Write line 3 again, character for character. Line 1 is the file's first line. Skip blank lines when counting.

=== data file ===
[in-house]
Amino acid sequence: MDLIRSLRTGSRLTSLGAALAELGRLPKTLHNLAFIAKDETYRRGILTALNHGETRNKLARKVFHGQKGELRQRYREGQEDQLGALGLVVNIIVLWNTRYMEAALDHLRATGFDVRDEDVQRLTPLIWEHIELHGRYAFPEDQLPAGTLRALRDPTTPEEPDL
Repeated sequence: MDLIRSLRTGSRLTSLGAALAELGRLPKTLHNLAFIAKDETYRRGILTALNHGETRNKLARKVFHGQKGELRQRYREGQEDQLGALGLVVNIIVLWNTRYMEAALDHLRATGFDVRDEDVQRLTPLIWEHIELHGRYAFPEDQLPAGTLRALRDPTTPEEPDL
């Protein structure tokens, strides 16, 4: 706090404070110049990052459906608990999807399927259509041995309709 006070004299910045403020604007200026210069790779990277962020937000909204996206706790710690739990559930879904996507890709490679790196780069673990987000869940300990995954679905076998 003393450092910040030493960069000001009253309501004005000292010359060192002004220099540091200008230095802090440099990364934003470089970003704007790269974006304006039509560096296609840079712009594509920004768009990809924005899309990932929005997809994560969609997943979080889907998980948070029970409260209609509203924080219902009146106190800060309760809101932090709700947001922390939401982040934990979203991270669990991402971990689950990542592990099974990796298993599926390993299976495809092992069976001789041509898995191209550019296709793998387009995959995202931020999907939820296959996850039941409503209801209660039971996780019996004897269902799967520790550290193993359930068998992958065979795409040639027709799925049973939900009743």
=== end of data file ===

Repeated sequence: MDLIRSLRTGSRLTSLGAALAELGRLPKTLHNLAFIAKDETYRRGILTALNHGETRNKLARKVFHGQKGELRQRYREGQEDQLGALGLVVNIIVLWNTRYMEAALDHLRATGFDVRDEDVQRLTPLIWEHIELHGRYAFPEDQLPAGTLRALRDPTTPEEPDL